Translation:At the Department of Commerce they recognize that there are no immediate solutions.
5/13/2014 So is the only accepted translation now Department of Commerce for Ministerio de Economía?
I put Ministry of Economy, which I thought sounded a bit weird, but it was accepted anyway. 7-10-14
Ministry of the Economy seems OK to me, and better than without the article, but was rejected
Your "Department of Economics" is not the same as my entry "Ministry of Economics."
It wasn't accepted for me, either (19 Sept 2014). Here's the weird thing, though. THEY gave "Department (not Ministry) of Commerce" where they want you to translate into Spanish, and "commerce" is not given in the roll-over as a possible meaning for "economia". I give up!
"Department of Commerce" was offered as a translation for "Ministerio de Economia" in another exercise, but not accepted here. HAL, you must let one hard drive know what the other is doing.
Ministry of THE economy was not allowed! Harsh, when that was a more literal translation that made sense in English! Reported!
Economia has a wider meaning than Commerce. In Spanish Economia includes Industry, commerce, finance, international exchanges .... THE TRANSLATION IS WRONG and DL ought to modificate this item ASAP.
"Ministry of Economy" sounds strange to me, but I see that it is often used by various governments in the English translations of their Web sites. "Finance Ministry" was marked wrong. In Canada, we have a Department of Finance/Ministère des Finances, which is often referred to as the "Finance Ministry."
Why not "commerce department? " We say justice department for DoJ and defense department for DoD, for example. So now, in addition to Spanish, we have to learn "lengua Duolingo."
Just report it, they haven't added every possible phrase and terminology in use across the English-speaking world yet! Yes it sucks, but this kind of thing doesn't come up often, so don't worry about it. Just hit report and say 'my answer should be accepted' if you genuinely think it's an accurate answer
"Ministry of Economy" sounds bad, but they listed that as the correct answer. I'm glad to know there are other acceptable answers, but would prefer they didn't list this as the correct one.
What those of us still using DL at this point are seeing is all the mistakes in the DL system that not enough people have been through yet to report and get fixed. This is not a path I care to blaze - it's tedious and a waste of time. I'll try again in a couple of weeks, but I doubt the situation will improve.
It won't improve if people don't go through and report them, no. This is a free (and excellent) language resource, and all that's asked of us is that we report problems to help develop it and make it better. It's not like these things happen so often you can't make progress - either join in or don't, but if you don't you're not really in a position to complain that other people haven't improved your personal experience yet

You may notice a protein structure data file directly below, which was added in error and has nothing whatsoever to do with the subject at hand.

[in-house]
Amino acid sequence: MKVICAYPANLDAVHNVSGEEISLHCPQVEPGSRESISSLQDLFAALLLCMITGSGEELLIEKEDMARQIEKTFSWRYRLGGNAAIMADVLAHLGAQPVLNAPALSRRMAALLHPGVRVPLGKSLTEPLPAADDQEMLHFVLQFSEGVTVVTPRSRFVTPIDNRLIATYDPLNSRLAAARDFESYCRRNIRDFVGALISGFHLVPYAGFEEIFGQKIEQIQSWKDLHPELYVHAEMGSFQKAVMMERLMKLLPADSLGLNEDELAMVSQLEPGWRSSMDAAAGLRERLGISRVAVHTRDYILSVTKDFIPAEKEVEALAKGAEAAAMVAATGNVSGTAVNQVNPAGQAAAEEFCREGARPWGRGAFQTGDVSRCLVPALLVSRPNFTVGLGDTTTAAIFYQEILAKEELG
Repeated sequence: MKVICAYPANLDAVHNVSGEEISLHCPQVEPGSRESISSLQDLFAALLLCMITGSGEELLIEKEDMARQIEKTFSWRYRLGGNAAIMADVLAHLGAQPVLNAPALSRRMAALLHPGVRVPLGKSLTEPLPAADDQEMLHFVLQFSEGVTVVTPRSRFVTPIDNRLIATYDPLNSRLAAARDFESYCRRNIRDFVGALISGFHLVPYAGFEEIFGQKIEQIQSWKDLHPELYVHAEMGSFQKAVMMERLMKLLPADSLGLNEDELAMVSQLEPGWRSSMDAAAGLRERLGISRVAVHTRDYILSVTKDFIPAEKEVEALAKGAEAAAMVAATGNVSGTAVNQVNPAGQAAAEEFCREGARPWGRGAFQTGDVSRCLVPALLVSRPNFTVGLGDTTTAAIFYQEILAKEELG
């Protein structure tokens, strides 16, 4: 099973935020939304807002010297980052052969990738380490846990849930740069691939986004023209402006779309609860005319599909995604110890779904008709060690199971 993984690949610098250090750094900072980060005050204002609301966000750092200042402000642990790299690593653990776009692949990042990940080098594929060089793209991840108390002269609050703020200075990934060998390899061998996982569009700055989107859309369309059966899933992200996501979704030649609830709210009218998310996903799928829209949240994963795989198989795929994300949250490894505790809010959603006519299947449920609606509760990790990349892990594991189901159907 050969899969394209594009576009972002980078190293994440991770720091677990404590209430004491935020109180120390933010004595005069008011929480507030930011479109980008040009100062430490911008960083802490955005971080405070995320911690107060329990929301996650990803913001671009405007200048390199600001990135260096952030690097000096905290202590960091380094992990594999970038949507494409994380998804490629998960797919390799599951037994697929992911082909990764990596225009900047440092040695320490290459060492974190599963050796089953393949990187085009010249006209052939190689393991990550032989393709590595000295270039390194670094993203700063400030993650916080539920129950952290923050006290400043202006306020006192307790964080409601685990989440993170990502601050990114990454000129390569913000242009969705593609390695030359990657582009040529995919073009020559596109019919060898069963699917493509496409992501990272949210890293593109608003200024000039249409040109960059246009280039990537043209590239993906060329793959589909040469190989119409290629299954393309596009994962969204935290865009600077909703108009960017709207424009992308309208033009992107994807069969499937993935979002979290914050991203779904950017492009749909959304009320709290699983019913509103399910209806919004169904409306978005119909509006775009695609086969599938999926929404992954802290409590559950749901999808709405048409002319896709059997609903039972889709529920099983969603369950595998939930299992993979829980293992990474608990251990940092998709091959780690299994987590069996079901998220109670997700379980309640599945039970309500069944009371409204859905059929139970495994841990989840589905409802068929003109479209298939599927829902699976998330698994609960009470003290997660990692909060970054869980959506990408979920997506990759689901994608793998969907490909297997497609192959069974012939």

"Economy Department" wasn't accepted either. I have already learned that DOU accepts only department as a translation of ministerio, though ministry is correct, but now economy is a bad translation for economia and commerce is a good one?!? Either accept all combinations since each country names those departments as it pleases or remove these sentences!!
I agree with what you're saying in general, these are awkward translations that really need to accept every Spanish-speaking country's definition of what that governmental department does, and then accept every English-speaking country's name for that office as the translation. And there's a hell of a lot of variation.
But that said, we're talking about government offices with this, so there's a bit of nuance. In the UK we use both translations, e.g. the Ministry of Defence and the Department of Health. There's a sort of naming convention going on here, you know? To me, Economy Department sounds like a floor in a department store where they sell all the cheap stuff. Be careful with word-for-word translations basically, the phrasing needs to be correct!
It's getting bad for me...I almost spelled the English version of "solutions" with a c. I already get tripped up by typing "en" instead of "in".
why is it "hay" and not "hayA" ie subjunctive?....I thought that after "que" it was almost always the subjunctive
Nah, que just functions like 'that', it introduces another clause. Have a look at this:
There's a list of phrases that trigger the subjunctive, and a shorter (and easier to remember) list of ones that don't!
The basic idea is that statements of certainty use the indicative instead of the subjunctive, because they're basically stating 'facts'. The subjunctive is used for talking about 'unreal' things - wants, desires, things the speaker doubts are true, hypotheticals... the idea is that it gives an unreal flavour to what you're saying, so you don't sound like you're telling it how it is (with the usual indicative). We use it English too, just not as much.
Anyway in this sentence the expression that introduces the clause is ellos reconocen que... - "they recognise that..." That's an expression of certainty, they recognise that something is true, so you need to describe that thing using the indicative. It's more of a 'get the idea' thing, it'll come more naturally when you understand what the subjunctive is actually there for
This sentence is annoying. I get it wrong every single time because duo seems to allow only one translation for Ministerio de Economia -.-
Everywhere in the world it's called a minister of the economy or a minister of finance, but since in the US its a department of commerce all other answers are wrong.. Good job..
How is anyone supposed to say this phrase in the time allotted?? I always get halfway before I get error-ed out and I'm talking quick...